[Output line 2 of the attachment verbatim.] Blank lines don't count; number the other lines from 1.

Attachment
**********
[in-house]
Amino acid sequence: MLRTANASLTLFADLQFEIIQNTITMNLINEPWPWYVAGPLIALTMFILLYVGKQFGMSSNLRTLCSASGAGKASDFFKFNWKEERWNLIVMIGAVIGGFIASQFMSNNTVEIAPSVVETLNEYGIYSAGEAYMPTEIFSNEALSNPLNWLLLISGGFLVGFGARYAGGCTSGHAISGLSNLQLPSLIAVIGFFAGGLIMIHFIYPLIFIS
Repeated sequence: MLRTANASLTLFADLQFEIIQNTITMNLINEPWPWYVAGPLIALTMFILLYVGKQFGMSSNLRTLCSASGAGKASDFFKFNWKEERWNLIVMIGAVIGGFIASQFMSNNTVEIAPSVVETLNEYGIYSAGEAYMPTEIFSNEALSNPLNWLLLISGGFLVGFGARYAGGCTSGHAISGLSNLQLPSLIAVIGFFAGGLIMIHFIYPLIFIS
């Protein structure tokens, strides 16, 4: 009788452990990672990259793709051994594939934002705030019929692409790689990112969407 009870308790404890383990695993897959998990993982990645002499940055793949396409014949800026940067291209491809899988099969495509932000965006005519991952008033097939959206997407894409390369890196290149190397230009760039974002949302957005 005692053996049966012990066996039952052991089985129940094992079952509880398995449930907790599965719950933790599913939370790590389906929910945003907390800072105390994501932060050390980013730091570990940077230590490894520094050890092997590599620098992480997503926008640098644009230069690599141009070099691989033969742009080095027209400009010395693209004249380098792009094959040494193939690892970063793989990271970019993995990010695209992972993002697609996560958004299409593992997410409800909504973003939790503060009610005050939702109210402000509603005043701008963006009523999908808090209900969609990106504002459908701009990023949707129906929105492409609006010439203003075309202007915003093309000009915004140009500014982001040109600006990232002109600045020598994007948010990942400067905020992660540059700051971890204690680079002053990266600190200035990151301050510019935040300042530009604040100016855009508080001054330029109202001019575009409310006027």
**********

Amino acid sequence: MLRTANASLTLFADLQFEIIQNTITMNLINEPWPWYVAGPLIALTMFILLYVGKQFGMSSNLRTLCSASGAGKASDFFKFNWKEERWNLIVMIGAVIGGFIASQFMSNNTVEIAPSVVETLNEYGIYSAGEAYMPTEIFSNEALSNPLNWLLLISGGFLVGFGARYAGGCTSGHAISGLSNLQLPSLIAVIGFFAGGLIMIHFIYPLIFIS